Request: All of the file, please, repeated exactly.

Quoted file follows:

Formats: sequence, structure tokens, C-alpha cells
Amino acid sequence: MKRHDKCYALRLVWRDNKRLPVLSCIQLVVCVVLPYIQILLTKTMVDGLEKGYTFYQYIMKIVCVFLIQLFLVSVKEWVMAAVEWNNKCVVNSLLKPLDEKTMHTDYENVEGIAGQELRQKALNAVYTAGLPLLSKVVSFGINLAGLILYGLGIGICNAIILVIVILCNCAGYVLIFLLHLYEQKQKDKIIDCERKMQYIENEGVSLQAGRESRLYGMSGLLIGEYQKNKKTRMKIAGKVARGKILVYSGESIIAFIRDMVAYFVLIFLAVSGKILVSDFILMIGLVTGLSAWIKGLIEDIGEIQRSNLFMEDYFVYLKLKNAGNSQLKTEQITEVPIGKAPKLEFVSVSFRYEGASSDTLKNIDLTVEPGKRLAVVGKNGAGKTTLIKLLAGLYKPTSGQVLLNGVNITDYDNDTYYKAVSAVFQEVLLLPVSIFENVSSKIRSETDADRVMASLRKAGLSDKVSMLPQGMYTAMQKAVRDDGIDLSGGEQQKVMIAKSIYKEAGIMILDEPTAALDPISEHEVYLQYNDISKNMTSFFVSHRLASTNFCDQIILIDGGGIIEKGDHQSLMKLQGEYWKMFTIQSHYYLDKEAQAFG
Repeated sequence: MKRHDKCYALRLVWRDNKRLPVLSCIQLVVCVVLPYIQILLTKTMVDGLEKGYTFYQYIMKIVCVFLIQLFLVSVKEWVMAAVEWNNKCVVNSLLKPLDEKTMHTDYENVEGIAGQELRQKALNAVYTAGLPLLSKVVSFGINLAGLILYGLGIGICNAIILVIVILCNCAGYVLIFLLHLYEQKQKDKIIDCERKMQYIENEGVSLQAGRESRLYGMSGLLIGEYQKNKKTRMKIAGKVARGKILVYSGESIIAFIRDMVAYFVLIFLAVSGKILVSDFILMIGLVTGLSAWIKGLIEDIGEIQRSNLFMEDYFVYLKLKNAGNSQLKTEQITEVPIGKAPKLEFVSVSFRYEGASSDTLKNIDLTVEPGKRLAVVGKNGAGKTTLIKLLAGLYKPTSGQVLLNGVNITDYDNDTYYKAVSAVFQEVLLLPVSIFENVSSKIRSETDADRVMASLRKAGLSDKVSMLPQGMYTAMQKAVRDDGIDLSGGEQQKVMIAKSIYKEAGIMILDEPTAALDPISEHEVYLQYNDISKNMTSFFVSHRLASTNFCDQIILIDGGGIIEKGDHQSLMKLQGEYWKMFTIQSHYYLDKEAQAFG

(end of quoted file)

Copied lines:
Formats: sequence, structure tokens, C-alpha cells
Amino acid sequence: MKRHDKCYALRLVWRDNKRLPVLSCIQLVVCVVLPYIQILLTKTMVDGLEKGYTFYQYIMKIVCVFLIQLFLVSVKEWVMAAVEWNNKCVVNSLLKPLDEKTMHTDYENVEGIAGQELRQKALNAVYTAGLPLLSKVVSFGINLAGLILYGLGIGICNAIILVIVILCNCAGYVLIFLLHLYEQKQKDKIIDCERKMQYIENEGVSLQAGRESRLYGMSGLLIGEYQKNKKTRMKIAGKVARGKILVYSGESIIAFIRDMVAYFVLIFLAVSGKILVSDFILMIGLVTGLSAWIKGLIEDIGEIQRSNLFMEDYFVYLKLKNAGNSQLKTEQITEVPIGKAPKLEFVSVSFRYEGASSDTLKNIDLTVEPGKRLAVVGKNGAGKTTLIKLLAGLYKPTSGQVLLNGVNITDYDNDTYYKAVSAVFQEVLLLPVSIFENVSSKIRSETDADRVMASLRKAGLSDKVSMLPQGMYTAMQKAVRDDGIDLSGGEQQKVMIAKSIYKEAGIMILDEPTAALDPISEHEVYLQYNDISKNMTSFFVSHRLASTNFCDQIILIDGGGIIEKGDHQSLMKLQGEYWKMFTIQSHYYLDKEAQAFG
Repeated sequence: MKRHDKCYALRLVWRDNKRLPVLSCIQLVVCVVLPYIQILLTKTMVDGLEKGYTFYQYIMKIVCVFLIQLFLVSVKEWVMAAVEWNNKCVVNSLLKPLDEKTMHTDYENVEGIAGQELRQKALNAVYTAGLPLLSKVVSFGINLAGLILYGLGIGICNAIILVIVILCNCAGYVLIFLLHLYEQKQKDKIIDCERKMQYIENEGVSLQAGRESRLYGMSGLLIGEYQKNKKTRMKIAGKVARGKILVYSGESIIAFIRDMVAYFVLIFLAVSGKILVSDFILMIGLVTGLSAWIKGLIEDIGEIQRSNLFMEDYFVYLKLKNAGNSQLKTEQITEVPIGKAPKLEFVSVSFRYEGASSDTLKNIDLTVEPGKRLAVVGKNGAGKTTLIKLLAGLYKPTSGQVLLNGVNITDYDNDTYYKAVSAVFQEVLLLPVSIFENVSSKIRSETDADRVMASLRKAGLSDKVSMLPQGMYTAMQKAVRDDGIDLSGGEQQKVMIAKSIYKEAGIMILDEPTAALDPISEHEVYLQYNDISKNMTSFFVSHRLASTNFCDQIILIDGGGIIEKGDHQSLMKLQGEYWKMFTIQSHYYLDKEAQAFG